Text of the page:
A Centre for Peace: A Vision for the Sacred Islands in the Ottawa River

By: Douglas Cardinal
Architect

Thursday, April 21, 2016, 5:30 pm.

Room 303, Paterson Hall,
Carleton University

Renowned architect Douglas Cardinal, whose iconic buildings include the Canadian Museum of History in our Capital and the National Museum of the American Indian in Washington, is a long-time admirer of Mahatma Gandhi.  He pursued architectural studies at the University of British Columbia and received his architectural degree from the University of Texas at Austin. He became a forerunner of philosophies of sustainability, green building, and ecologically designed community planning. Holder of innumerable awards, Cardinal has also received 18 honorary doctorates and is an Officer of the Order of Canada.
Synopsis

Cardinal’s presentation concerns the islands at the heart of the Capital around the Chaudière Falls just upstream from Parliament. Carrying forward the vision of revered Algonquin Elder William Commanda, Cardinal has designed a centre for peace and a centre for Indigenous peoples combined with public parkland that acknowledges the status of the Falls and area, known in Indigenous languages as Asinabka and Akikodjiwan, as sacred site.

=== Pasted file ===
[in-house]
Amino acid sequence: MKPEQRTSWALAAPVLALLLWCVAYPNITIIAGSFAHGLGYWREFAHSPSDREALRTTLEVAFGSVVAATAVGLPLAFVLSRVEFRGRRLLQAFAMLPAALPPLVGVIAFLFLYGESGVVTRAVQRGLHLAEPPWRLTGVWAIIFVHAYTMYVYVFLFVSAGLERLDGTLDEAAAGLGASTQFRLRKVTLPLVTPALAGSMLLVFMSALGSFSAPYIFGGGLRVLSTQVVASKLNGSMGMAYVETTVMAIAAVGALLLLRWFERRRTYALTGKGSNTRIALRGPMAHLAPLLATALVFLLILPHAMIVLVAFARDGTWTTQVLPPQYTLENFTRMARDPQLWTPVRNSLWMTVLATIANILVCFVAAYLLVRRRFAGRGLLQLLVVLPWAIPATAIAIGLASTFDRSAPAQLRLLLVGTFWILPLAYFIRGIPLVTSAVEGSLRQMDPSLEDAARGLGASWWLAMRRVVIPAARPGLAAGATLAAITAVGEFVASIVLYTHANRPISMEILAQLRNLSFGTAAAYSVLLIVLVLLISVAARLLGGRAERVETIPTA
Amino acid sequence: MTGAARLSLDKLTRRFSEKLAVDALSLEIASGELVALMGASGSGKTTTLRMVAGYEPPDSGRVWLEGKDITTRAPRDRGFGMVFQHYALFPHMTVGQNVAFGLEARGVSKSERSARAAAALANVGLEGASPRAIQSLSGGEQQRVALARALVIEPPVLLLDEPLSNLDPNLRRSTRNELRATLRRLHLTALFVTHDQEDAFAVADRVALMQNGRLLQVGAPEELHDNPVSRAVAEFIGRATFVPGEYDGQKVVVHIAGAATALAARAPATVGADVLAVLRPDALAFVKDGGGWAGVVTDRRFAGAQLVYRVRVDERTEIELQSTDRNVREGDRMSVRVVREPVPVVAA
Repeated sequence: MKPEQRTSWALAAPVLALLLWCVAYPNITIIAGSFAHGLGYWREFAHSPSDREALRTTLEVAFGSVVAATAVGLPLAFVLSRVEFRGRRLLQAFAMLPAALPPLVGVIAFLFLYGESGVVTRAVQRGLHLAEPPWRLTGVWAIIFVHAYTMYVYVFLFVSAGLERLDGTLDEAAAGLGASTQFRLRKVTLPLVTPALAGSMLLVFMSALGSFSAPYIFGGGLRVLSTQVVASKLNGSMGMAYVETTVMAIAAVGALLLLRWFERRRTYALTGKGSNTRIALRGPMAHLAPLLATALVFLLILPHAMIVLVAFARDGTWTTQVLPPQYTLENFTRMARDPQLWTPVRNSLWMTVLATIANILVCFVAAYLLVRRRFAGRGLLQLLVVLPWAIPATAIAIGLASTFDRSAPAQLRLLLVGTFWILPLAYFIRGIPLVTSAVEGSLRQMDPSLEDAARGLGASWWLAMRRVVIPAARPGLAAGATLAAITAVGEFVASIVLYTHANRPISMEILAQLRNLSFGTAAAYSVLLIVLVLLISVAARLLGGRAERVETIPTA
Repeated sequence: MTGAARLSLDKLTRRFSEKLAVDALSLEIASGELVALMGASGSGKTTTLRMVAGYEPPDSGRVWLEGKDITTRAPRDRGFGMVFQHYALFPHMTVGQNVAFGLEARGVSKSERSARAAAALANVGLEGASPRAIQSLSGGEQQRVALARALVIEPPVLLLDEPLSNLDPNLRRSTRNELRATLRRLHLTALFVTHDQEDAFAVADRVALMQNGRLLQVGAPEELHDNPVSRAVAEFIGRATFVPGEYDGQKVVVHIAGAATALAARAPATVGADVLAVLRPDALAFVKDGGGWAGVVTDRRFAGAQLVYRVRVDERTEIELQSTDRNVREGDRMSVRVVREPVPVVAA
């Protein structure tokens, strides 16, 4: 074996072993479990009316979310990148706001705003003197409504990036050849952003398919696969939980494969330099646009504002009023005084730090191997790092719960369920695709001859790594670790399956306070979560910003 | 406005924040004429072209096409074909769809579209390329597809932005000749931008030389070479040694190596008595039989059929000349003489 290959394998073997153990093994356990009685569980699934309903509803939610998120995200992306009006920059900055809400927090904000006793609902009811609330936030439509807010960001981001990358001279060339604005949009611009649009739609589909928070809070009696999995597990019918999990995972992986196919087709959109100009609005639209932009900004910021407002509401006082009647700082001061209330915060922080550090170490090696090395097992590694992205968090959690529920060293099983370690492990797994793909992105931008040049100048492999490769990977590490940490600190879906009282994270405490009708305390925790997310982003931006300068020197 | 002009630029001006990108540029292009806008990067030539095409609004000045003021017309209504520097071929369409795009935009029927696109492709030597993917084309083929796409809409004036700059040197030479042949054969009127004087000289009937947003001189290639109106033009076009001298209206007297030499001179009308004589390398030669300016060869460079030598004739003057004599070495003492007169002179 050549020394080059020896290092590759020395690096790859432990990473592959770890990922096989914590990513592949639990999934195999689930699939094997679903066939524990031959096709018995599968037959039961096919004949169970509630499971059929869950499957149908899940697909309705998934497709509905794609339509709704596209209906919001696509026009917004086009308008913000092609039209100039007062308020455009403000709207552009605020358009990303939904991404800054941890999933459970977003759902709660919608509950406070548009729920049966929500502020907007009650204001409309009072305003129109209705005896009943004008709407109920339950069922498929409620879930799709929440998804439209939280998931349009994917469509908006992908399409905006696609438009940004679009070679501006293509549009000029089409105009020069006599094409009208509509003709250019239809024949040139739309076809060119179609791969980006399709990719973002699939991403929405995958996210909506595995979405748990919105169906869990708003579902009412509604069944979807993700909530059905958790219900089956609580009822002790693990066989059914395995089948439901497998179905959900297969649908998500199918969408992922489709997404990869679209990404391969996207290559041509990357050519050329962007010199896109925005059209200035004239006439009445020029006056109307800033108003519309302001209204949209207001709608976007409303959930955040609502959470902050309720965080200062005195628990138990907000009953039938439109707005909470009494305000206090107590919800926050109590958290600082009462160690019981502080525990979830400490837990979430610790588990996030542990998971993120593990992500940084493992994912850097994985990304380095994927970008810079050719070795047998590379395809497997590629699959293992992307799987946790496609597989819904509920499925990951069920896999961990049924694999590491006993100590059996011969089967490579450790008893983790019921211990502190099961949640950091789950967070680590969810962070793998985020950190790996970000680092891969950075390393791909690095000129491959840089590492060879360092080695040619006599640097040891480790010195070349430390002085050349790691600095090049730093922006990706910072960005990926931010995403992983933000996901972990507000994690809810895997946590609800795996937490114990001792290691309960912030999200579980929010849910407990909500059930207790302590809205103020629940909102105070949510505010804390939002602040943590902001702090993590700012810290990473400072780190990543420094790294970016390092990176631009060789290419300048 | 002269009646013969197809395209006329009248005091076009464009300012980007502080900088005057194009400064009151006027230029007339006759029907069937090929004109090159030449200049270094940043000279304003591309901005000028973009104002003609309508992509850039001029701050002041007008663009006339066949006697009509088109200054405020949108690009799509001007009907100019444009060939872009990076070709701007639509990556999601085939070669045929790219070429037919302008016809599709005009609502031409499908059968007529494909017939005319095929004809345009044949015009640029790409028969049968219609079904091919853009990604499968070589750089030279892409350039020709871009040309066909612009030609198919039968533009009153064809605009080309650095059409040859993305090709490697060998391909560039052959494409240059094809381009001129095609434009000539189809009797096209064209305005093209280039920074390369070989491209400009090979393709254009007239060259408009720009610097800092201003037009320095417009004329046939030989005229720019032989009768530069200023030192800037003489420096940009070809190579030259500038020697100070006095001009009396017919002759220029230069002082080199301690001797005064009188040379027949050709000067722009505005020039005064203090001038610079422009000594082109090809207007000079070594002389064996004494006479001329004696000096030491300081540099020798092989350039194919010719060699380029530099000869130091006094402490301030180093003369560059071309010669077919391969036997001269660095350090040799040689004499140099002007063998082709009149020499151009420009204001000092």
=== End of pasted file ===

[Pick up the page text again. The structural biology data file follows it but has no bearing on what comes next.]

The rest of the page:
Poster

Reception to follow the lecture

For Information: contact

Noel Salmond, 613 520 2600 ext 8162
noel.salmond@carleton.ca

Mayurika Chakravorty
mayurika.chakravorty@carleton.ca

Jag Humar, 613 736 0783
jag.humar@carleton.ca

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